Ewing and Rocafort's "Ultimates" Stand Guard Against Alien Empires & Cosmic Entities
The Last Lonely Saturday, by Uptight and The Clouds Above cartoonist Jordan Crane, is one of my favorite comics of all time. Why? You can find out if you read the entire beautifully bittersweet story online at Crane’s webcomics portal, What Things Do.
It’ll only take a minute or two. Go ahead, I’ll wait.
There now. Need a hankie? I figured. The story of an elderly man bringing flowers to his beloved, The Last Lonely Saturday is where I first discovered Crane’s impeccably cartoony character designs and near-wordless storytelling chops, as well as his knack for teasing both the darkness and the light out of issues of love and loss. And now the comic has been adapted into a live-action short film by director Seth Craven. The movie premieres as part of the HollyShorts Film Festival at Laemmle’s Sunset 5 in Los Angeles on August 12 at 5pm. Get ready to be heartbroken.
In the immortal words of that slowed-down Mary-Kate and Ashley Olson pizza-making video, when does a dream become a nightmare? This is the question addressed by justly celebrated young cartoonist Michael DeForge, in the context of your friendly neighborhood Spider-Man no less, in his cheerfully unauthorized, thoroughly unpleasant Spider-Man comic “Peter’s Muscle,” which you can now read online in its entirety at Jordan Crane’s webcomics portal What Things Do. Spinning out of the infamous (and in-continuity!) relationship between Aunt May and Doctor Octopus, the story finds the Wall-Crawler recounting a disturbing dream that starts with finding a face underneath a membranous sidewalk and somehow only gets more uncomfortably intimate from there. With any luck, a full-color edition of this strip will anchor a future Strange Tales installment, but for now, this will more than suffice.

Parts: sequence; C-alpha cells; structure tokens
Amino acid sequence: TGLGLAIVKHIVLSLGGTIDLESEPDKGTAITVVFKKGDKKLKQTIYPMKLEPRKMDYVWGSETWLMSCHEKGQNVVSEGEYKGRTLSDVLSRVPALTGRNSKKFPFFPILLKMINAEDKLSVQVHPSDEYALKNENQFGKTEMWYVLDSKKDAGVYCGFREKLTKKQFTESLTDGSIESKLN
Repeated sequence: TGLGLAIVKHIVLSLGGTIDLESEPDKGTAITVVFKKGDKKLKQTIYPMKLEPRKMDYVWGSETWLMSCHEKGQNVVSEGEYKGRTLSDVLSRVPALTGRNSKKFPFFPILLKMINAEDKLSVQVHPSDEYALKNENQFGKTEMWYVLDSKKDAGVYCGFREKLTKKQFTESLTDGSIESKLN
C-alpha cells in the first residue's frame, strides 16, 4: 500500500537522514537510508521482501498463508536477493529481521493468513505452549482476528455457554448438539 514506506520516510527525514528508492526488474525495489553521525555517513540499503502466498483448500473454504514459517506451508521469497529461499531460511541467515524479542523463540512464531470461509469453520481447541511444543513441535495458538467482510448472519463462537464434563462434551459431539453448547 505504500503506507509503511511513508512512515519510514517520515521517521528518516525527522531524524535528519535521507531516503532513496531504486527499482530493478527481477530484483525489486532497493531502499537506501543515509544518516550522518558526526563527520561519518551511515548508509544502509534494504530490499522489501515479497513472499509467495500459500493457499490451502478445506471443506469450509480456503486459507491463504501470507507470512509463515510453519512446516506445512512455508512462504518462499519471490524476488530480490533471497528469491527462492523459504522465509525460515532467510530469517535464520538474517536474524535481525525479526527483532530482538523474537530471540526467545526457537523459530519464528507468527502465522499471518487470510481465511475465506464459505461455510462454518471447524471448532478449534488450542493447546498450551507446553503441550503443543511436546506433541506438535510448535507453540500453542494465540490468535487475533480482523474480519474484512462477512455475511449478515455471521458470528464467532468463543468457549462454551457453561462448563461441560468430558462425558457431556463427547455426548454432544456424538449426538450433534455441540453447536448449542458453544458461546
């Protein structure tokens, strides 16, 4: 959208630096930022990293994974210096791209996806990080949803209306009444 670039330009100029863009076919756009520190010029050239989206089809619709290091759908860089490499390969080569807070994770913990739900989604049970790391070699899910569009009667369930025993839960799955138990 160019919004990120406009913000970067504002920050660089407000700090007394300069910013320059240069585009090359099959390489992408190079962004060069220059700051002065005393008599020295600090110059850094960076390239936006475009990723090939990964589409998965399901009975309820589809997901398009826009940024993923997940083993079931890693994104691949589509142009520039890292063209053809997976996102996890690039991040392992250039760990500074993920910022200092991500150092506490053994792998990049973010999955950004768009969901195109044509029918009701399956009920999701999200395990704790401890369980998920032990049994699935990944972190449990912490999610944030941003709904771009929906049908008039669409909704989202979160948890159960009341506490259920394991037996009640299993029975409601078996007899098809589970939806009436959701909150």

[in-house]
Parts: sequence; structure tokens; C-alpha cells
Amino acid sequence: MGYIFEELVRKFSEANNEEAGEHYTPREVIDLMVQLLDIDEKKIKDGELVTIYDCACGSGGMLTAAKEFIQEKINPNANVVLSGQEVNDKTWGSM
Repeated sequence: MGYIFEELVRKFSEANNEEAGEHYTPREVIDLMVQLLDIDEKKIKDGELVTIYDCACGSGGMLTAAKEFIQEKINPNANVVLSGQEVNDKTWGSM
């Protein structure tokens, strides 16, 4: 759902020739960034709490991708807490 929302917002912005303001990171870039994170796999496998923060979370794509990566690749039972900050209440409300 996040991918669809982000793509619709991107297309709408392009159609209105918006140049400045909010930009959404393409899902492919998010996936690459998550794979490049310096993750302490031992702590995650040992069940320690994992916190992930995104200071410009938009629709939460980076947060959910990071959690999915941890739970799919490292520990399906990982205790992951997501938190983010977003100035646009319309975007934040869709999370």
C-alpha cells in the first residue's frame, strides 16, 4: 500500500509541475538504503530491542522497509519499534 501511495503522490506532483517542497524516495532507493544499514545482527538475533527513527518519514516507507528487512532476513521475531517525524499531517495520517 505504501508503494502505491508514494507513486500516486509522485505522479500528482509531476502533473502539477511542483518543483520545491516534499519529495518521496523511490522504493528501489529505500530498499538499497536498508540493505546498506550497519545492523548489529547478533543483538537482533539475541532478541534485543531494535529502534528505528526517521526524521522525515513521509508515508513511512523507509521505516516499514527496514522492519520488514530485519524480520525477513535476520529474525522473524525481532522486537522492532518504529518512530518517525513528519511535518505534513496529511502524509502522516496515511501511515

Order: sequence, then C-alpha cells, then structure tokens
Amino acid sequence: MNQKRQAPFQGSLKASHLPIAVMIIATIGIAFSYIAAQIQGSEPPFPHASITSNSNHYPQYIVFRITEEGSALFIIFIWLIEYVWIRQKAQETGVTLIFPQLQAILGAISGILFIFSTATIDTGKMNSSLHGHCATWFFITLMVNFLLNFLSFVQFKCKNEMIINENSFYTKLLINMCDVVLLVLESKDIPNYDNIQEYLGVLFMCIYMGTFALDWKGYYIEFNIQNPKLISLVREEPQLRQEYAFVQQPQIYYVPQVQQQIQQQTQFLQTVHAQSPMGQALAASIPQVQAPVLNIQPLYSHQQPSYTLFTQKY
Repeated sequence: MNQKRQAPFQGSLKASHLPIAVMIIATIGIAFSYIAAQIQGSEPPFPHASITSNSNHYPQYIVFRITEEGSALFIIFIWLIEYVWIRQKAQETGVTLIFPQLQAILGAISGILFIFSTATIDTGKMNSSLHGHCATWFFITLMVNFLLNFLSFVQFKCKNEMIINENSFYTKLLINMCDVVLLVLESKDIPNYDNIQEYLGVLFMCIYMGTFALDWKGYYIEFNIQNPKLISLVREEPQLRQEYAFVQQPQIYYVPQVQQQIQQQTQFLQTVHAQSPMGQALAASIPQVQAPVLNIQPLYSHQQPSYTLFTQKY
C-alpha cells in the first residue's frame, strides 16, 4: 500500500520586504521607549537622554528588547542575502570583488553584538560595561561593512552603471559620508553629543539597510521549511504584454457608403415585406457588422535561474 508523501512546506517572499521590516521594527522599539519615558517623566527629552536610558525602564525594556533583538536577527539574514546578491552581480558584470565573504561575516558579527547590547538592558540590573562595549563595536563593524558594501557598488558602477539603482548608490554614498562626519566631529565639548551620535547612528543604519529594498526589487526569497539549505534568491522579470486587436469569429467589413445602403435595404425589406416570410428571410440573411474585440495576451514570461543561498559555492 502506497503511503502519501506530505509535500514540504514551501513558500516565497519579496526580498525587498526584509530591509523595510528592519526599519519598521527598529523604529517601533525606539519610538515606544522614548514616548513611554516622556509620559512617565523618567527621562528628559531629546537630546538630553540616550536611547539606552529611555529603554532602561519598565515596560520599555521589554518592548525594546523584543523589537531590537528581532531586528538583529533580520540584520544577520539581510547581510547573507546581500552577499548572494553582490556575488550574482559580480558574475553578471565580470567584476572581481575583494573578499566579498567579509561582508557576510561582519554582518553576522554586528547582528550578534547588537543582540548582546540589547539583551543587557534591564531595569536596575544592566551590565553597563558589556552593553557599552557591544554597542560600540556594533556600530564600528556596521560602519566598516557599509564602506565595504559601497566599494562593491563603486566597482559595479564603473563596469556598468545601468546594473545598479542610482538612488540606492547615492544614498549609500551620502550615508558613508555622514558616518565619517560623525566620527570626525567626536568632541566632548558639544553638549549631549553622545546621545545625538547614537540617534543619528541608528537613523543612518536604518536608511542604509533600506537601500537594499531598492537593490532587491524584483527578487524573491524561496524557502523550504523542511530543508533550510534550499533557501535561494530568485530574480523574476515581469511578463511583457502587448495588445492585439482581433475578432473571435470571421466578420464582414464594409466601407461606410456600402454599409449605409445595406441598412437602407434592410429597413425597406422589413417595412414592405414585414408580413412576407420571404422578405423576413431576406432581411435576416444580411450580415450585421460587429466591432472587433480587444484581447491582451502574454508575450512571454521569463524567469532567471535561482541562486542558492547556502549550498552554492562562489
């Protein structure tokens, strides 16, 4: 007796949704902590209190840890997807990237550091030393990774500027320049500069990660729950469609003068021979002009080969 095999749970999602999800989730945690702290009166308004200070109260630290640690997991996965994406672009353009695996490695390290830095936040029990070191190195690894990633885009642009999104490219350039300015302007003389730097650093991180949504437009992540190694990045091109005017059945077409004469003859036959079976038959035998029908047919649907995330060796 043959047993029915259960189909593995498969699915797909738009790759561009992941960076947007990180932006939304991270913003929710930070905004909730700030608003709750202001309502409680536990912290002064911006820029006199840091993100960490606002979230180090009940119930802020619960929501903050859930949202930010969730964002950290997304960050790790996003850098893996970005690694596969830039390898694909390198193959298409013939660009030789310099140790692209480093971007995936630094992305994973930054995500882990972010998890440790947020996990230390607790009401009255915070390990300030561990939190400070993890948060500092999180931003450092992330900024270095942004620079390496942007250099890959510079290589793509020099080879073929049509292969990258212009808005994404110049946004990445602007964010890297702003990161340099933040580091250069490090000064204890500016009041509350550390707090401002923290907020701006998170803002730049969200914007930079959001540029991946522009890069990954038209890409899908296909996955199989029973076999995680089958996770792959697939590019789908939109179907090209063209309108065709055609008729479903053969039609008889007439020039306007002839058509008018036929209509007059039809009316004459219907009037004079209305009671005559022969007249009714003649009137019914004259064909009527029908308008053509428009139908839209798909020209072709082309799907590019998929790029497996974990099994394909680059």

Maintaining their respective recent hot streaks, cartoonist Michael DeForge has posted his 2010 Koyama Press release Spotting Deer in its entirety on Jordan Crane’s resurgent, resplendent alternative-webcomics portal What Things Do. Structured like a field guide to an imaginary animal that winds up revealing a surprising amount about its imaginary author, it’s also a rare full-color work for talented young writer/artist DeForge, who proves himself just as innovative with color as he is with creature design, typography, urban wastelands, and the rest of his usual tricks and tropes. If you’re tired of the same old same-old in comics, here’s something that feels exciting and new.
John Porcellino, creator of the long-running self-published minicomics series King-Cat Comics and Stories, is arguably one of the most influential comics creators of the past quarter century. That and $2.25 will get you on the subway, apparently. Today Porcellino blogged a series of photos of the seemingly economically depressed Illinois town to which he recently moved “in desperation” after losing his previous place of residence. “It’s times like these that make a man wonder ‘How?’, ‘Why?’,” Porcellino writes. And that is your soul-crushing quote of the day. Oh well, I suppose you could cheer yourself up by reading several complete King-Cat issues on What Things Do while waiting to hear how many Social Security cuts will be required to offset additional tax cuts for our billionaire overlords.